Finally. How many rye whiskies can you name off of the top of your head? If you really try, after the obvious Wild Turkey and Jim Beam, you probably would start at the Pikesville, the Old Overholt and maybe the Rittenhouse. Those are the easy picks, each bottle below $25 and the 100-proof varieties making great mixing whiskies when attainable.

After that, perhaps you’d think about the tasty Russel’s or Templeton rye.  Perhaps Buffalo Trace’s ‘baby’, 6yr Sazerac rye. If you are really excited about rye and was in the habit of going out of your way for a good bottle, you’d mention the simply outstanding Van Winkle Family Reserve 13yr, the Michter’s 10yr, a number of great Vintage labels and the Black Maple Hill options.  What about the Buffalo Trace Antique Collection?  There’s the 132 proof Thomas Handy and the 90proof Sazerac Ryes. Heck, if one really has a fetish they will read this and look over at their stocks at the Rittenhouse 21, maybe even the 23yr or Lenell’s Redhook 23yr rye prominently displayed.

But, look at that gulf between the two classes. While there’s only about $10 between the ceiling of the former group and the basement of the latter – there’s really a world between them. Heck, the Van Winkle Rye goes for only around $40, the ‘baby’ Saz just a little under that in most cases. But, the gulf is deep and wide, like the best college football team playing against a reasonably good professional team or a drunken bar brawler and a professional boxer. The comparison is just that distinctive.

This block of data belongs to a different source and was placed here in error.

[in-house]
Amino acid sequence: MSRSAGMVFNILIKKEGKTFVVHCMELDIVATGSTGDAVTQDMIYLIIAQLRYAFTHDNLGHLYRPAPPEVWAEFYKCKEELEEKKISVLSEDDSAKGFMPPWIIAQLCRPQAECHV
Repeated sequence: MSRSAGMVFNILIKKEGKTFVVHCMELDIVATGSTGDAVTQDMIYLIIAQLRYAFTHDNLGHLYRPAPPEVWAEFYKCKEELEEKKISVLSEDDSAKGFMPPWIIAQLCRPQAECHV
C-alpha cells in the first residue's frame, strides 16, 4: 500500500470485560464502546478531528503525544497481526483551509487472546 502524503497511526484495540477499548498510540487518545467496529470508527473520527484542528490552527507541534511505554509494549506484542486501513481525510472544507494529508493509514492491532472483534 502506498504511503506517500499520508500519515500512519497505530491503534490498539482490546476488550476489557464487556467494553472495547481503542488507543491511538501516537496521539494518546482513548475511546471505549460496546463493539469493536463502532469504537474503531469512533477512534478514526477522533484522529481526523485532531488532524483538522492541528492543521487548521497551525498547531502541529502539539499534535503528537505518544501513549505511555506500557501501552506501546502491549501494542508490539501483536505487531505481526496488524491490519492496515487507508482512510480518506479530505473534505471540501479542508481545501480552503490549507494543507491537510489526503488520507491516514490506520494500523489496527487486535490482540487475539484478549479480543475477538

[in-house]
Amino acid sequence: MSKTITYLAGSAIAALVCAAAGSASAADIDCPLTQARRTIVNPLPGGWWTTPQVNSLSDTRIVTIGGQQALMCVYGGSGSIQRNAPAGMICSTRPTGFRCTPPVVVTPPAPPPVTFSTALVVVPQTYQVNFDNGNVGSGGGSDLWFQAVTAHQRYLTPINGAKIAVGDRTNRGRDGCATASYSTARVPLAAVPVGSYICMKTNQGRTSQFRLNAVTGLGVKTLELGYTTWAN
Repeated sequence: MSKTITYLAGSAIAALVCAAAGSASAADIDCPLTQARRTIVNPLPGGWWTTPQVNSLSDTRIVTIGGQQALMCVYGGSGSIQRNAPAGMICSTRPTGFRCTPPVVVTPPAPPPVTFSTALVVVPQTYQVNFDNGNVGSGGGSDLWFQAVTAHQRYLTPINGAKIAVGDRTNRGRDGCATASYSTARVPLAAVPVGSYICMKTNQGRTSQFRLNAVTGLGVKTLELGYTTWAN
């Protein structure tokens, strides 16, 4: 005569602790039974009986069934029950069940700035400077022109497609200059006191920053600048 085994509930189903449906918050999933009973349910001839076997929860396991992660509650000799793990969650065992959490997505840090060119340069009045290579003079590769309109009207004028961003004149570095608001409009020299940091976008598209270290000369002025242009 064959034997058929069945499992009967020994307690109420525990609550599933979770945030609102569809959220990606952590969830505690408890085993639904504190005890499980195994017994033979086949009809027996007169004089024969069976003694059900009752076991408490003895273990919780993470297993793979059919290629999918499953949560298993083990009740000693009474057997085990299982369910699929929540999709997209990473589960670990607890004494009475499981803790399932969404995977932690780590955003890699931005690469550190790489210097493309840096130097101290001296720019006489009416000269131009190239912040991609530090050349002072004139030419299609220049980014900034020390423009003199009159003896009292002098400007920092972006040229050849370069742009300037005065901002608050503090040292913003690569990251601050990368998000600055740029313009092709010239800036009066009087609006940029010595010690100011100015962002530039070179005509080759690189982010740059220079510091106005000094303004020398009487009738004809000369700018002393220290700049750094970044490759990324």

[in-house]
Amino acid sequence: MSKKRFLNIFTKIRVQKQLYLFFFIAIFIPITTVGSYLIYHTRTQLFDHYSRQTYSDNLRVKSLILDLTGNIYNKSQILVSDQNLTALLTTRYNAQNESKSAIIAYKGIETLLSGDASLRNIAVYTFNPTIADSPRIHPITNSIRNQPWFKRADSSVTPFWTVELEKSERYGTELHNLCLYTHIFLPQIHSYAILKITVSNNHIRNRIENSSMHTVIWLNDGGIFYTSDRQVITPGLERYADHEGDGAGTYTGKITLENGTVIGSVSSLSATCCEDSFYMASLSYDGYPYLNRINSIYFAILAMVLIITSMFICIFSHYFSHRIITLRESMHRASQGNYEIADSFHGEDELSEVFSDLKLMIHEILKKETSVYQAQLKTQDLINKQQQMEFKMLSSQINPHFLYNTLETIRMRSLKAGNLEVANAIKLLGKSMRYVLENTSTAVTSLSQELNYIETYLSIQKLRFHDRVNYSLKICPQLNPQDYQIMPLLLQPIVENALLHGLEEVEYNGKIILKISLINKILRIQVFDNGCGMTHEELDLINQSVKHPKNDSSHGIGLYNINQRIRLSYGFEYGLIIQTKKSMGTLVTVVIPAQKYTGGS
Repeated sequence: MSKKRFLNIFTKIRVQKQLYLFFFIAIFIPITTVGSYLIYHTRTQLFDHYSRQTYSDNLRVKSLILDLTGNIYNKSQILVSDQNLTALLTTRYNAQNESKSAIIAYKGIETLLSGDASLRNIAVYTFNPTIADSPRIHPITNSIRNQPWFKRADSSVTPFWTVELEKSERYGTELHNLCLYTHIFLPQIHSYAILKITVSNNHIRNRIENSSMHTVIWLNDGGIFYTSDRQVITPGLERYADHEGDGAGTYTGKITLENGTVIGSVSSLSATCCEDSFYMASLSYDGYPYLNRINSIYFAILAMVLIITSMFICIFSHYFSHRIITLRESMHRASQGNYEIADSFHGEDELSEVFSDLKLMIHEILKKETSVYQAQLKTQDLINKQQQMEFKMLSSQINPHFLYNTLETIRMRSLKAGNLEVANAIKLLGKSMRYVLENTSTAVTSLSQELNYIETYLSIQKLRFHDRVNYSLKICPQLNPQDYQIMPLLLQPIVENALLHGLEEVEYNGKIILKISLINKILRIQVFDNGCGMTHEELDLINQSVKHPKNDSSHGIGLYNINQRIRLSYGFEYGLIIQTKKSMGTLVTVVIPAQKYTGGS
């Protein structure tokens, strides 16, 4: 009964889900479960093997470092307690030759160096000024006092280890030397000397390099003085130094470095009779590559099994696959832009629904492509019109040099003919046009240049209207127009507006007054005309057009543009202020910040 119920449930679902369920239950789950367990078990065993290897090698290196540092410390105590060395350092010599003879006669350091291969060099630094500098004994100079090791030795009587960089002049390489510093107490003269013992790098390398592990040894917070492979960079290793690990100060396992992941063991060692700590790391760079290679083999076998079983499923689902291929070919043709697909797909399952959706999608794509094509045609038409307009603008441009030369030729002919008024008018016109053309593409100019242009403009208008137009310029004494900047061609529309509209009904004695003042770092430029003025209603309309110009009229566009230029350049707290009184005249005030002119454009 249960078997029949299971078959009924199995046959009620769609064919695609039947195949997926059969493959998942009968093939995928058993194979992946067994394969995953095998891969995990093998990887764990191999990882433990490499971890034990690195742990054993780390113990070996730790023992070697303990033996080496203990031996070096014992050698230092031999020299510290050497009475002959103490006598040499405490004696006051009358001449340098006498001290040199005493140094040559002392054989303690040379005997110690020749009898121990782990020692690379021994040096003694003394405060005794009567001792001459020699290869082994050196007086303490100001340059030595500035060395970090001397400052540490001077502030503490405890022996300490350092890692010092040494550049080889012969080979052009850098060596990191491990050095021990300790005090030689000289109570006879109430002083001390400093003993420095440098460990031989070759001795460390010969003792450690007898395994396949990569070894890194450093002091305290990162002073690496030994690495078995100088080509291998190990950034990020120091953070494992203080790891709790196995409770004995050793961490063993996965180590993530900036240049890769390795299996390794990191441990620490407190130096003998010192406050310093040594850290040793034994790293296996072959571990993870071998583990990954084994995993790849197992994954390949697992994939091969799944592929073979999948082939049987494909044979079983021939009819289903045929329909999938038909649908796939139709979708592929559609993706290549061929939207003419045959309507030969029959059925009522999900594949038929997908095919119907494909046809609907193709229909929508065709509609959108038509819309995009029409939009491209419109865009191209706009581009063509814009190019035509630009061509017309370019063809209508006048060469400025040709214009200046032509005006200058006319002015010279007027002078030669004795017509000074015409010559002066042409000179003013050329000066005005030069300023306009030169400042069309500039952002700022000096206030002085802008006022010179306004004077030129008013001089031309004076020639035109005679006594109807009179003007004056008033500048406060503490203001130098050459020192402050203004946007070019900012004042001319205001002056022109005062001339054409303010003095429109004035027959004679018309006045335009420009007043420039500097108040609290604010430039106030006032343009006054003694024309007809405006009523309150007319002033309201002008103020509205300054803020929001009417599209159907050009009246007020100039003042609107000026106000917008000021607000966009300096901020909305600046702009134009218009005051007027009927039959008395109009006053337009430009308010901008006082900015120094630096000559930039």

Then – this December……something odd and interesting happens. While there’s been more ‘super-premium’ bourbon available in our country that one could find if one even wanted (someone please send me an I.W. Harper or special Blanton’s Japanese/British bottle if you come across them), where are the premium ryes?

Well, apparently the good folks at Beam thought it was time.


Here’s what they call a “super premium rye” – the “(rī)1”, pronounced ‘rye one’, and as I started this post – Finally.  Finally, a premium rye for the masses.  One does not have to go to Lenell’s to get this bottle.  One does not need to search around the internet.  No – this spirit is made by none other than Jim Beam, and they are producing enough for all of us.

The specifics?  Well, (rī)1 comes in at a respectable 92proof, costs around $50 for each of the neo-spirit bottles, and if this design does not cause you to think twice about picking up the bottle, this rye can easily be sipped straight.  Or, with a $50 price point, one can feel good about making a fine Classic Manhattan or Sazerac worthy of Thomas Handy or Murray Stenson.

If this blog had a magic 8-ball feature, I’d spin it while asking, ‘Will we see more premium rye whiskies coming out in the next few years because of the sure success of this label?’  The answer?  “It is decidedly so” or more likely, “Without a doubt”.


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